64. Go agile – if you’re struggling to introduce new capabilities using the traditional waterfall approach to development, where requirements are defined and documented in detail up front, experiment with more agile approaches where users are more heavily involved in the development process. This may cut development time-lines, costs, and the deliverables may more closely meet users’ needs.

65. Issue management – I covered complaint management in idea 41, but there are an array of issues that fall short of a formal complaint. A lot of organisations will shy away from tracking these for fear of over-exposing mistakes, but if a company has an open culture geared towards learning from errors and failings, rather than punishing them, recording them in a system can be a very effective way to make big quality gains.

66. System consolidation – the flexible design of most modern CRM systems means that they can cost-effectively address a wide range of needs. Using these technologies to replace and consolidate existing systems – even if they don’t add value from a customer data perspective – can be an opportunity to significantly reduce IT costs.

67. Account planning – a lot of businesses have a major account planning process, but the outputs of these are often filed away and only dusted off at the start of the next planning cycle. Managing the account planning process within the CRM system can provide much better visibility of the agreed plan, and increase the likelihood that the specified objectives will be met.

68. Improve internal support – the easier it is for users to get help and advice, the better their use of the system. Improving the skills and knowledge of the help desk staff responsible for the system can have a big impact on how well the system is used.

69. Review your processes – analysing your existing business processes can be extremely insightful. You may find they don’t work quite as well as was thought, and there are often opportunities to improve them. Managing the revised processes within the CRM system can help create efficiencies through automation as well as providing better monitoring capabilities.

70. Workflow tools – many CRM systems have built-in workflow tools that allow for automated actions and activities when defined conditions are met. These are generally easy to set up and can be used beneficially in many different ways, from improving productivity to ensuring that staff are alerted to situations that they need to be aware of.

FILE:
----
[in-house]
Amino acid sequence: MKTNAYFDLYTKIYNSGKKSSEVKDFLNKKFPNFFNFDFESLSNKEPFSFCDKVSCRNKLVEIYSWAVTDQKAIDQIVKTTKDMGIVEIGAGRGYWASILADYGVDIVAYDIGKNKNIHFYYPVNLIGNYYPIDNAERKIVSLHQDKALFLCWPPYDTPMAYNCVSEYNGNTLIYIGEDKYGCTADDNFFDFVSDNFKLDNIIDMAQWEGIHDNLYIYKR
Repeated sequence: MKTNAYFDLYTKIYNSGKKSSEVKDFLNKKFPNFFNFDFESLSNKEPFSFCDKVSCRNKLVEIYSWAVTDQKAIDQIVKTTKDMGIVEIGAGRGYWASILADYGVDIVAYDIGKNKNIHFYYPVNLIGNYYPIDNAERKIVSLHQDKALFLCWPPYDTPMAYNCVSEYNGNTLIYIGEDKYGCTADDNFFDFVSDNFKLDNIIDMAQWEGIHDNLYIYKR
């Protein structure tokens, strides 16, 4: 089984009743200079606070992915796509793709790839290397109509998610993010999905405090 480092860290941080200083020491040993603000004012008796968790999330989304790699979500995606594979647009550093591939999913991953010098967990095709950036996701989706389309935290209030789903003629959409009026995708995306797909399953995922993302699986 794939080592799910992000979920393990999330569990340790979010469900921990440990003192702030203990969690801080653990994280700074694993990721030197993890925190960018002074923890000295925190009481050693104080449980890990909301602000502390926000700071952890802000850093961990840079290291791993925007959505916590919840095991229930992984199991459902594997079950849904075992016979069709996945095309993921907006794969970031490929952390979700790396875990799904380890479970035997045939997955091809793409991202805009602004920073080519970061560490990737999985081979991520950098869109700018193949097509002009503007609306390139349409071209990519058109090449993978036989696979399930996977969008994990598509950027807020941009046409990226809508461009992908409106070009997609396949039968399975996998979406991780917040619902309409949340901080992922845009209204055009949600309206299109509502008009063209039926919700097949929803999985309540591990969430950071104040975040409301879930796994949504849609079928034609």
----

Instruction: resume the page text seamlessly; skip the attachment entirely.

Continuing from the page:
71. Tracking cost per lead – using your closed loop lead management process (see 25) to log the source of each lead, while also tracking marketing campaign costs, will potentially improve the visibility of cost per lead. This data will allow you to double-down on the marketing campaigns with the highest return on investment and scale back on areas with lower returns, enabling you to get a lot more from your marketing budget.

72. Tailor views to the needs of each team – many CRM systems allow you to have different views of the system depending on the role of the user. This can be important if the system is supporting multiple areas of the business with differing data capture requirements. Using the views functionality to just display the data each user needs can significantly increase productivity.

73. End of life marketing campaigns – do your products or services have a defined life-cycle? For example, a piece of equipment might become uneconomic to use after a certain period, or there’s a specific contract end date. Consider how the CRM system can be used to coordinate your sales, marketing, and service activities as the end date approaches in order to increase the percentage that purchase from you again.

74. User groups – user groups can be a very useful source of information and new ideas to help you get more from your system. Explore if there are existing groups that you could join, and if not consider if it might be worth creating one.

75. Integrate survey data – many businesses use online survey tools to track customer satisfaction and gather feedback. Most of these applications have integrations which will store survey results against the relevant record in the CRM system. This enables you to enhance the depth and quality of stored data, and will allow actions to be triggered based on the survey results, for example an alert to the relevant manager if a satisfaction score is below a defined threshold.

That’s the third batch of ideas, the final set will follow later in the week.

Republished with author's permission from original post.